Get paid to write open source23 Apr 2015
I feel bad. I've been wanting to contribute to open source for a long time. Almost everything I build is based on open source, Rails, Angular, countless gems and npm modules. Like many of us I have contributed very little to this ecosystem and have become increasingly troubled by my parasitic nature. Beyond a couple of dead-on-the-vine PRs into obscure libaries, I have contributed nothing.
I have my reasons dammit. We're all busy right? I have a full time job! I spend almost all of my development time working on private repo projects for clients. I come across a few issues in the libraries I use. I'd love to fix them but, they're paying the bills so I can't goof around in OSS and I certainly can't open source clients code, can I?
Then a bug came along. "Directions button does not load Google/Apple maps" said he. I did a bit of investigating, found that the directions link was using the
geo: URL scheme. It works fine on iPhone 6, but doesn't play so well with those ancient Android 4 devices.
So, no problem. We can keep using geo for newer devices then just fall back to Google maps... and Apple maps on iOS... oh and I suppose I should make sure it's not totally broken on Windows Phone. So I remove the url, add a pointer to a function which will parse the user agent and return the appropriate URL. I do a bit of digging, find a reliable regex to determine Android vs iOS, then a bit more digging finds me a way to get the Android version number so I can still return a geo: if it's supported... then I need to do the same for iOS... then I start thinking this is silly and someone must have done this before... but they haven't.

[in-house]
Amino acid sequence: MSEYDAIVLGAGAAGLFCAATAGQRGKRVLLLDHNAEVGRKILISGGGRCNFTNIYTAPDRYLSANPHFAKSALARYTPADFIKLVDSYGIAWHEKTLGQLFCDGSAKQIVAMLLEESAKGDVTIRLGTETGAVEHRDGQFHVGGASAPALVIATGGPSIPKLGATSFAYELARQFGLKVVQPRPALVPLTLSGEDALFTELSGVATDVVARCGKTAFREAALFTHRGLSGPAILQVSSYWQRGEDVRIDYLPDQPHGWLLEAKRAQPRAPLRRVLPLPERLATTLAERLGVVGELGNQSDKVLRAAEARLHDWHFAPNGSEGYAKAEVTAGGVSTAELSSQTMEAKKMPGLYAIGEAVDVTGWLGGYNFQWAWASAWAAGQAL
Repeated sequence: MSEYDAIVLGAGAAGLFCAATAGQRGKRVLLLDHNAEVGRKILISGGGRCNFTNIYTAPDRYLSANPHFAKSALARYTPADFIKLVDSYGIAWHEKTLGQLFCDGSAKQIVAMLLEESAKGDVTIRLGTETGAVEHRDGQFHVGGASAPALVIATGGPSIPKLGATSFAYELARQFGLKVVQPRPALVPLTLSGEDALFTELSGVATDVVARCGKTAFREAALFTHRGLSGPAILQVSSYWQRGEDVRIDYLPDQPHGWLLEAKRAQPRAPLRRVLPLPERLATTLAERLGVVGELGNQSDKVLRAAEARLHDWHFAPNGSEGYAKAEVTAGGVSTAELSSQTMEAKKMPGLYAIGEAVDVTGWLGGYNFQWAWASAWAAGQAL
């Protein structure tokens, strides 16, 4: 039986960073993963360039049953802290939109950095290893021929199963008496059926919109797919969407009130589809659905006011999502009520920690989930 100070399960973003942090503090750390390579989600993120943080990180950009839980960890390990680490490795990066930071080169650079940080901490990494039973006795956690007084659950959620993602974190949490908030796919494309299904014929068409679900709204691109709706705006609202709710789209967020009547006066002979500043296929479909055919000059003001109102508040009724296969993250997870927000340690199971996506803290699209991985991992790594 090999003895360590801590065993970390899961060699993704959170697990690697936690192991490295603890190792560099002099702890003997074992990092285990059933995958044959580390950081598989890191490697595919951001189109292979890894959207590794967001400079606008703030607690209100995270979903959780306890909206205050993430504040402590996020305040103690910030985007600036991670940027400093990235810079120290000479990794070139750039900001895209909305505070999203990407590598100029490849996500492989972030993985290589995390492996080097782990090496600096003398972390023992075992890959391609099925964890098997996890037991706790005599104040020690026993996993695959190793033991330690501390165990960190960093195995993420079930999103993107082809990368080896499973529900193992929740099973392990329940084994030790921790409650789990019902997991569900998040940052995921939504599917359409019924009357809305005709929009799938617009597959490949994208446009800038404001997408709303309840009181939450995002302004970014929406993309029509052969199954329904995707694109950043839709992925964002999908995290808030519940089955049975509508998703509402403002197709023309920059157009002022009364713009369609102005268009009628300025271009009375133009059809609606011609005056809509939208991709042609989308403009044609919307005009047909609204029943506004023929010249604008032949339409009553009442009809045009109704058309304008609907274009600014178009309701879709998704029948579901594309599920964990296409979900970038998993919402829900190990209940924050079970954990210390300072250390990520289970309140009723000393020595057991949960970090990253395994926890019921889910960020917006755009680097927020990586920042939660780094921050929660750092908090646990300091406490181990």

So I knock up a few tests for my new function with some sample user agents, start adding a load of code to my controller... add a bit more, start thinking this should be a separate service... move the tests into a separate suite for the service, import the service into my controller...
Then it dawns on me - I am just one layer of abstraction from this being a totally external library. So I took that last small step and Mapular was born.
And so began my first real steps into open source. What's more I put the hours in my timesheet without a pang of guilt, no goofing around required. My company still rightfully invoiced for my hours solving the bug. The Angular community doesn't have to go through all this user agent parsing ever again and the client gets their app updated with future user agents for free. Everyone wins.
It's just a mindset change.I kept thinking finding time for open source would mean a lifestyle change... or a company policy change... or a job change... but it really is just a mindset change. It took no longer to build this functionality as an external library than it would as a well tested internal peice of code but now it is available to all and potentialy self-maintaining.
Go do it. If you're writing decent, tested code chances are you are already doing everything you need to contribute to open source. So go make a repo and do it!